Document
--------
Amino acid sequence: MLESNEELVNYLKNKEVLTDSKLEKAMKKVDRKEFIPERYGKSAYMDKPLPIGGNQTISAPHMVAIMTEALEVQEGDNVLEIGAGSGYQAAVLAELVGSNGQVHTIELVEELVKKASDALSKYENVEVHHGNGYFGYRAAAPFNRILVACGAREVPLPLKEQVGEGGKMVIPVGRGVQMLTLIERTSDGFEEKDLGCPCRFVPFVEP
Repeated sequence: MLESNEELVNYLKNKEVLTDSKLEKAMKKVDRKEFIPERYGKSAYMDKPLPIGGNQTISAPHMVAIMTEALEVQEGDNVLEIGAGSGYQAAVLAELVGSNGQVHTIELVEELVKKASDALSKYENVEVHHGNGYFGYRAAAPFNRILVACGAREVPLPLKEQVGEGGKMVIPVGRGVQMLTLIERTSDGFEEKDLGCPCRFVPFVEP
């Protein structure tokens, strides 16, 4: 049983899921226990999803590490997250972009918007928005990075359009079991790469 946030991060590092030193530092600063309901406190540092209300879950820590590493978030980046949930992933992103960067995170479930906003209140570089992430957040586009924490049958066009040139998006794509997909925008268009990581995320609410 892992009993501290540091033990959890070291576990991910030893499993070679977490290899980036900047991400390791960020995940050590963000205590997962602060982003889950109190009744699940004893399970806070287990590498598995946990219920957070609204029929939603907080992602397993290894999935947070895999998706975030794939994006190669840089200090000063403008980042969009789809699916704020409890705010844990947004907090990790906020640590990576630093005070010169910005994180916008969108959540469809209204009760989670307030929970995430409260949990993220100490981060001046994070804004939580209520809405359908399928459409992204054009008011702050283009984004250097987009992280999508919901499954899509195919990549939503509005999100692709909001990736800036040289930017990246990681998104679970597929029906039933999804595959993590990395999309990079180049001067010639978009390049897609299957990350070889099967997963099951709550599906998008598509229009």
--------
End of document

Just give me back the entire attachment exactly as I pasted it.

Amino acid sequence: MLESNEELVNYLKNKEVLTDSKLEKAMKKVDRKEFIPERYGKSAYMDKPLPIGGNQTISAPHMVAIMTEALEVQEGDNVLEIGAGSGYQAAVLAELVGSNGQVHTIELVEELVKKASDALSKYENVEVHHGNGYFGYRAAAPFNRILVACGAREVPLPLKEQVGEGGKMVIPVGRGVQMLTLIERTSDGFEEKDLGCPCRFVPFVEP
Repeated sequence: MLESNEELVNYLKNKEVLTDSKLEKAMKKVDRKEFIPERYGKSAYMDKPLPIGGNQTISAPHMVAIMTEALEVQEGDNVLEIGAGSGYQAAVLAELVGSNGQVHTIELVEELVKKASDALSKYENVEVHHGNGYFGYRAAAPFNRILVACGAREVPLPLKEQVGEGGKMVIPVGRGVQMLTLIERTSDGFEEKDLGCPCRFVPFVEP
């Protein structure tokens, strides 16, 4: 049983899921226990999803590490997250972009918007928005990075359009079991790469 946030991060590092030193530092600063309901406190540092209300879950820590590493978030980046949930992933992103960067995170479930906003209140570089992430957040586009924490049958066009040139998006794509997909925008268009990581995320609410 892992009993501290540091033990959890070291576990991910030893499993070679977490290899980036900047991400390791960020995940050590963000205590997962602060982003889950109190009744699940004893399970806070287990590498598995946990219920957070609204029929939603907080992602397993290894999935947070895999998706975030794939994006190669840089200090000063403008980042969009789809699916704020409890705010844990947004907090990790906020640590990576630093005070010169910005994180916008969108959540469809209204009760989670307030929970995430409260949990993220100490981060001046994070804004939580209520809405359908399928459409992204054009008011702050283009984004250097987009992280999508919901499954899509195919990549939503509005999100692709909001990736800036040289930017990246990681998104679970597929029906039933999804595959993590990395999309990079180049001067010639978009390049897609299957990350070889099967997963099951709550599906998008598509229009």